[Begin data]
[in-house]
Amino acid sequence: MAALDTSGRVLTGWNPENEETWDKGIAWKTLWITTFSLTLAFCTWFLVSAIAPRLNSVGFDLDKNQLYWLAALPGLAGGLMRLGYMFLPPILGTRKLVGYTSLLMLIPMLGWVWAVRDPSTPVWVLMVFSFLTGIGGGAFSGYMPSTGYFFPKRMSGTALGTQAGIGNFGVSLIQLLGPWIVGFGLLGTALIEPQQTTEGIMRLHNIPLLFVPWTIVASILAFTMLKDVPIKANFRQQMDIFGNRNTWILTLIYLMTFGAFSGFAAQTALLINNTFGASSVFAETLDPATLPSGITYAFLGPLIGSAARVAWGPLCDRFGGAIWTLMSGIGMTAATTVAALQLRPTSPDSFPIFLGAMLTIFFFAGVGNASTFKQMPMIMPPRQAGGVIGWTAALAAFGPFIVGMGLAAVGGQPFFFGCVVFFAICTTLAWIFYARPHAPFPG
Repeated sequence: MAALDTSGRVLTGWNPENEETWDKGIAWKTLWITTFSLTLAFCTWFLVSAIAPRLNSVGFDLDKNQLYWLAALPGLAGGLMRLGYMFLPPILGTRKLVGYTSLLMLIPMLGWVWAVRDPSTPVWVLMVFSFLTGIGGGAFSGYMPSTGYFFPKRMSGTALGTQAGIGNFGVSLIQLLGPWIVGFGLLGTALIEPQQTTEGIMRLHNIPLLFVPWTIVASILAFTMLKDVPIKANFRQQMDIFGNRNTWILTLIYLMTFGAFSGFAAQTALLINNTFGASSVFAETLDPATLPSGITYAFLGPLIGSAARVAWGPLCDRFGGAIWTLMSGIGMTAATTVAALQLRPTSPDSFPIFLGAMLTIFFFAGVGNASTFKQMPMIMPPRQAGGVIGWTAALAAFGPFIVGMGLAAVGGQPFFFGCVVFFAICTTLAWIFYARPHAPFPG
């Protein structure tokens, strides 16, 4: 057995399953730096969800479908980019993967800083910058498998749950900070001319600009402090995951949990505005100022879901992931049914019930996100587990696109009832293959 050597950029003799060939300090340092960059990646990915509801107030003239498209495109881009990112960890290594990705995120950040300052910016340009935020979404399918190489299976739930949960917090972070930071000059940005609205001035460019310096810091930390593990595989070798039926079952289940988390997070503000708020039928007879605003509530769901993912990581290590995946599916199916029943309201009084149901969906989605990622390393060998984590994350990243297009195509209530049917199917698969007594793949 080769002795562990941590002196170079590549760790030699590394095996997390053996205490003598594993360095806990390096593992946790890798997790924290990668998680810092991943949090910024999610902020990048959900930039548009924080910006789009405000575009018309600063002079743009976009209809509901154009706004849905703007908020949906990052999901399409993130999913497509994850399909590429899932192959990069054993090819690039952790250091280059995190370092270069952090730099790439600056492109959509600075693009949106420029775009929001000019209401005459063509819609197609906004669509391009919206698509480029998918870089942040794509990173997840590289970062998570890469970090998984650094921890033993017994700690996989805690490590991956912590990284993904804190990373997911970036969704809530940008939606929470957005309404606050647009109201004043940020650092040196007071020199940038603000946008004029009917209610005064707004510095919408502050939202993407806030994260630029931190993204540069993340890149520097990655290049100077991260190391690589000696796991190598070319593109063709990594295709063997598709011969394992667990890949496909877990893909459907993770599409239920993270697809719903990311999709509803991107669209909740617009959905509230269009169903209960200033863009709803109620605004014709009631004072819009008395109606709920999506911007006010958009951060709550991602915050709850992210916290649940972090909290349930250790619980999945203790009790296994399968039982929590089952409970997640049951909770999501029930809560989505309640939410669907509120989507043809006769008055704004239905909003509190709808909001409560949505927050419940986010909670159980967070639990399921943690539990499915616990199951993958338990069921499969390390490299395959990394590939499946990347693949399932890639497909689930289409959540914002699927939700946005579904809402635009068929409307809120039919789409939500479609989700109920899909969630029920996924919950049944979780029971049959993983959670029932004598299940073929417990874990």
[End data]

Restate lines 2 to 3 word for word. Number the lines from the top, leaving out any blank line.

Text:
Amino acid sequence: MAALDTSGRVLTGWNPENEETWDKGIAWKTLWITTFSLTLAFCTWFLVSAIAPRLNSVGFDLDKNQLYWLAALPGLAGGLMRLGYMFLPPILGTRKLVGYTSLLMLIPMLGWVWAVRDPSTPVWVLMVFSFLTGIGGGAFSGYMPSTGYFFPKRMSGTALGTQAGIGNFGVSLIQLLGPWIVGFGLLGTALIEPQQTTEGIMRLHNIPLLFVPWTIVASILAFTMLKDVPIKANFRQQMDIFGNRNTWILTLIYLMTFGAFSGFAAQTALLINNTFGASSVFAETLDPATLPSGITYAFLGPLIGSAARVAWGPLCDRFGGAIWTLMSGIGMTAATTVAALQLRPTSPDSFPIFLGAMLTIFFFAGVGNASTFKQMPMIMPPRQAGGVIGWTAALAAFGPFIVGMGLAAVGGQPFFFGCVVFFAICTTLAWIFYARPHAPFPG
Repeated sequence: MAALDTSGRVLTGWNPENEETWDKGIAWKTLWITTFSLTLAFCTWFLVSAIAPRLNSVGFDLDKNQLYWLAALPGLAGGLMRLGYMFLPPILGTRKLVGYTSLLMLIPMLGWVWAVRDPSTPVWVLMVFSFLTGIGGGAFSGYMPSTGYFFPKRMSGTALGTQAGIGNFGVSLIQLLGPWIVGFGLLGTALIEPQQTTEGIMRLHNIPLLFVPWTIVASILAFTMLKDVPIKANFRQQMDIFGNRNTWILTLIYLMTFGAFSGFAAQTALLINNTFGASSVFAETLDPATLPSGITYAFLGPLIGSAARVAWGPLCDRFGGAIWTLMSGIGMTAATTVAALQLRPTSPDSFPIFLGAMLTIFFFAGVGNASTFKQMPMIMPPRQAGGVIGWTAALAAFGPFIVGMGLAAVGGQPFFFGCVVFFAICTTLAWIFYARPHAPFPG